US: Media silent on God's army of self-admitted anti-abortion terrorists Print E-mail


Long Island -- October 8, 2006

The terrorists who aren't in the news

Anti-abortion fanatics spread fear by bombings, murders and assaults, but the media take little notice

On Sept. 11, 2006, the fifth anniversary of the terror attacks that devastated our nation, a man crashed his car into a building in Davenport, Iowa, hoping to blow it up and kill himself in the fire.

No national newspaper, magazine or network newscast reported this attempted suicide bombing, though an AP wire story was available. Cable news (save for MSNBC's Keith Olbermann) was silent about this latest act of terrorism in America.

Had the criminal, David McMenemy, been Arab or Muslim, this would have been headline news for weeks. But since his target was the Edgerton Women's Health Center, rather than, say, a bank or a police station, media have not called this terrorism - even after three decades of extreme violence by anti-abortion fanatics, mostly fundamentalist Christians who believe they're fighting a holy war.

Since 1977, casualties from this war include seven murders, 17 attempted murders, three kidnappings, 152 assaults, 305 completed or attempted bombings and arsons, 375 invasions, 482 stalking incidents, 380 death threats, 618 bomb threats, 100 acid attacks, and 1,254 acts of vandalism, according to the National Abortion Federation.

Abortion providers and activists received 77 letters threatening anthrax attacks before 9/11, yet the media never considered anthrax threats as terrorism until after 9/11, when such letters were delivered to journalists' offices and members of Congress.

After 9/11, Planned Parenthood and other abortion rights groups received 554 envelopes containing white powder and messages like, "You have been exposed to anthrax. ... We are going to kill all of you." They were signed by the Army of God, a group that hosts Scripture-filled Web pages for "Anti-Abortion Heroes of the Faith" including minister Paul Hill, Michael Griffin and James Kopp, all convicted of murdering abortion providers, and a convicted clinic bomber, the Rev. Michael Bray. Another of their "martyrs," Clayton Waagner, mailed anthrax letters while a fugitive on the FBI's 10 most wanted list for anti-abortion related crimes.

"I am a terrorist," Waagner declared on the Army of God's Web site. Boasting that God "freed me to make war on his enemy," he claimed he knew where 42 Planned Parenthood workers lived. "It doesn't matter to me if you're a nurse, receptionist, bookkeeper, or janitor, if you work for the murderous abortionist I'm going to kill you."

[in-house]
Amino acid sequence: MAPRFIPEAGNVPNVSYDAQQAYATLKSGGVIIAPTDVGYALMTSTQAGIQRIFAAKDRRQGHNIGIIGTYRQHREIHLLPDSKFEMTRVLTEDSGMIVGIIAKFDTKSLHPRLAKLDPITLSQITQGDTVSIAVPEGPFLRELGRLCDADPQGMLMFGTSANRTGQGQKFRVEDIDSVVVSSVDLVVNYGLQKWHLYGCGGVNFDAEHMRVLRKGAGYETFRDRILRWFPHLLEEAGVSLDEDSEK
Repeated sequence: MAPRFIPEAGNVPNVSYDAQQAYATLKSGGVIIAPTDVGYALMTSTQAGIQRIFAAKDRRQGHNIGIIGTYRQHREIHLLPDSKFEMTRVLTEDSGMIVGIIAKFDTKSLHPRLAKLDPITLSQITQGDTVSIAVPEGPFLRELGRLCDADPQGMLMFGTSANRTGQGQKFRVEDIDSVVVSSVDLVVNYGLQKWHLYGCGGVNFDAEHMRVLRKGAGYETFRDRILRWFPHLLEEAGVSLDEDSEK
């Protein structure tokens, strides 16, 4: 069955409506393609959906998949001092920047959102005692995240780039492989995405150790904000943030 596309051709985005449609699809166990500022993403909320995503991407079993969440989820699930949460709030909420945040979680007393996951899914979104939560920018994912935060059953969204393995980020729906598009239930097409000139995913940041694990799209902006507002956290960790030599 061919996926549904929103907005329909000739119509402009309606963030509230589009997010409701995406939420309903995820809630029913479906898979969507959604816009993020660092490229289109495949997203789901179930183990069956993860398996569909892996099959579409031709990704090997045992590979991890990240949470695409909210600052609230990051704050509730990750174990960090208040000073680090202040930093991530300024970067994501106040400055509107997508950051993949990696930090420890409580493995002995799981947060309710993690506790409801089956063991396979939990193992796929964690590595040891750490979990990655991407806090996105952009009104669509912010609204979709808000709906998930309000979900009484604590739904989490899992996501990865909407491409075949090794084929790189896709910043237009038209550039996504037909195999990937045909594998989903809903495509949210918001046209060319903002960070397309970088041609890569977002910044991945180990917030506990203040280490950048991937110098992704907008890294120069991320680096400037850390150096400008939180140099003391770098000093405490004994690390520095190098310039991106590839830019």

That's textbook terrorism, defined by the USA Patriot Act as dangerous criminal acts that "appear to be intended to intimidate or coerce a civilian population" or "to influence the policy of a government by intimidation or coercion."

Which brings us back to car bomber McMenemy. According to the Detroit Free Press (the only newspaper in the Nexis news database that reported his crime), he targeted the women's health center because he thought it provided abortions. It doesn't. (Oops!) It provides mostly low-income patients with pap smears, ob-gyn care, testing for sexually transmitted diseases, birth control, and nutrition and immunization programs for women and children.

The attack caused $170,000 in property damage and left poor families without health care for a week. But long after Edgerton's water-logged carpets are removed, scorched medical equipment replaced and new doors reopened to the public, a culture of fear will linger among doctors, nurses, advocates and patients across the country, who will worry that they're next. Some frightened workers will quit their jobs; some women will be too scared to get the health care they need.

Every fresh incident of anti-abortion terrorism is a reminder that women's health supporters are not safe in a country where abortion is legal but mobilized zealots believe Jesus has empowered them to kill to prevent women from choosing it.

Is McMenemy a lone nutcase, or a member of that network of violent extremists? We don't know, because journalists haven't investigated.

Nor have they reported that just last year, nearly one in five abortion clinics experienced gunfire, arson, bombings, chemical attacks, assaults, stalking, death threats and blockades, according to the 2005 National Clinic Violence Survey. Additionally, 59 percent suffered intimidation tactics such as photo/video surveillance.

Federal efforts to hunt down these terrorists improved with the Freedom of Access to Clinic Entrances Act in 1994 and the National Task Force on Violence Against Health Care Providers, established by the Department of Justice in 1998. The feds have taken over McMenemy's case, charging him with arson against a business affecting interstate commerce. Yet as of Oct. 5, no news outlet on Nexis reported this, despite a second AP story.

As we continue national debates on how to keep America safe from terrorism, journalists do us - and especially women - no good pretending that the threats come only from radical Muslims outside our borders.